published on 4 July 2016 in space

Discovering Jupiter!

Jupiter, the fifth planet in order of distance from the Sun, is certainly the giant of the solar system, so large that it could contain the Earth 1,300 times. Also Jupiter’s mass is considerable, amounting to 318 times the mass of the Earth, and if we were to sum the mass of all the other bodies in the solar system, excluding the Sun, we would obtain a value that exceeds the mass of Jupiter by only 30%! It is no coincidence that this planet has even taken the name of the Olympian god.
Let’s discover together the main missions launched to the discovery of giant gaseous planet!

Le Pioneer missions
In 1969, NASA approved the programme for the construction of the two Pioneer 10 and 11 probes, to be put into different orbits so that Pioneer 11 could then continue its journey to Saturn. The adventure of these two interplanetary probes began on 2 March 1972 from Cape Canaveral, Florida, when Pioneer 10 was launched toward Jupiter, reached on 4 December 1973, passing at a minimum distance of approx. 130,000 kilometres from the planet. Identically equipped, Pioneer 11 was launched one month later, on 5 April 1973, heading toward Saturn, which it reached in September 1979 by exploiting the gravitational pull of Jupiter.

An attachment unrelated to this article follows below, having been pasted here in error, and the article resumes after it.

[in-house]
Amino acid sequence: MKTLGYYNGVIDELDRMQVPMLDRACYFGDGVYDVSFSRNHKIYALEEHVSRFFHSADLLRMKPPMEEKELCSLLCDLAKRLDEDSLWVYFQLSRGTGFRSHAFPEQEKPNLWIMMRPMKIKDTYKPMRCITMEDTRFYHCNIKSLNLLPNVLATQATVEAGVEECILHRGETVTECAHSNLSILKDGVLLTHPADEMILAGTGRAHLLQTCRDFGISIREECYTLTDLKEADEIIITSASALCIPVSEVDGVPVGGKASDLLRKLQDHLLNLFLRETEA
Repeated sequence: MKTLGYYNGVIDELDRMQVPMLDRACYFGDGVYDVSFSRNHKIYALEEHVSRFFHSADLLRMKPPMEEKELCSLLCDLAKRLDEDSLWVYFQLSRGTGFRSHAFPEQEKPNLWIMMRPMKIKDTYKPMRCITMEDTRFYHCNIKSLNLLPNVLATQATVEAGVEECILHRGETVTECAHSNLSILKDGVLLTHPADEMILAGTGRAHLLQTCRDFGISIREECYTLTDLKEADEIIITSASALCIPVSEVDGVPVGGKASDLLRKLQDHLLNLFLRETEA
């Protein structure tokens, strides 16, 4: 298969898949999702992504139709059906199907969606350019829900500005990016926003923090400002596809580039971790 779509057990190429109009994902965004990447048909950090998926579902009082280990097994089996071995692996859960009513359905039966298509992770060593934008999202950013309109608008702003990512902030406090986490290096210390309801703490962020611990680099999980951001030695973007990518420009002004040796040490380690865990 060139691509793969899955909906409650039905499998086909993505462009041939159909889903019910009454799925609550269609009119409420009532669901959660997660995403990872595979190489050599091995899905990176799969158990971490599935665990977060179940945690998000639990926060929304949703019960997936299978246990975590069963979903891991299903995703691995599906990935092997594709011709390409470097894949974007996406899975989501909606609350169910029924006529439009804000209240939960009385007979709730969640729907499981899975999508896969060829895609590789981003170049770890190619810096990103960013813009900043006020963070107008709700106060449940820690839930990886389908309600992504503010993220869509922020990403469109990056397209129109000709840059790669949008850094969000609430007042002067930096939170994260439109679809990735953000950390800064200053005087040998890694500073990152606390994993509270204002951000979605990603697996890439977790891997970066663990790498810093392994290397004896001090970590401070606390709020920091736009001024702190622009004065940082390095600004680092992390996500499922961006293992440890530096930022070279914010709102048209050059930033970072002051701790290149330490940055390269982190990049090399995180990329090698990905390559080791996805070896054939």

Images of Jupiter sent by Pioneer 10. Credits: NASA

Pioneer 10 flew over Jupiter in December 1973, followed by Pioneer 11 exactly one year later. Pioneer 10 was the first spacecraft to cross the asteroid belt, to perform direct observations of the planet Jupiter and to use the gravitational force of this great planetary mass as fuel which, like a giant catapult, threw it to the extreme regions of the solar system, making it achieve an escape velocity such as to escape the attraction of the Sun forever. Originally designed for a mission of 21 months, the probe was active for more than 30 years. In January 2003, a weak signal was in fact received from Taurus (approx. 2 million light-years from the nearest star of this constellation, Aldebaran), at a distance equal to more than twice that between the Sun and Pluto, approx. 82 AU.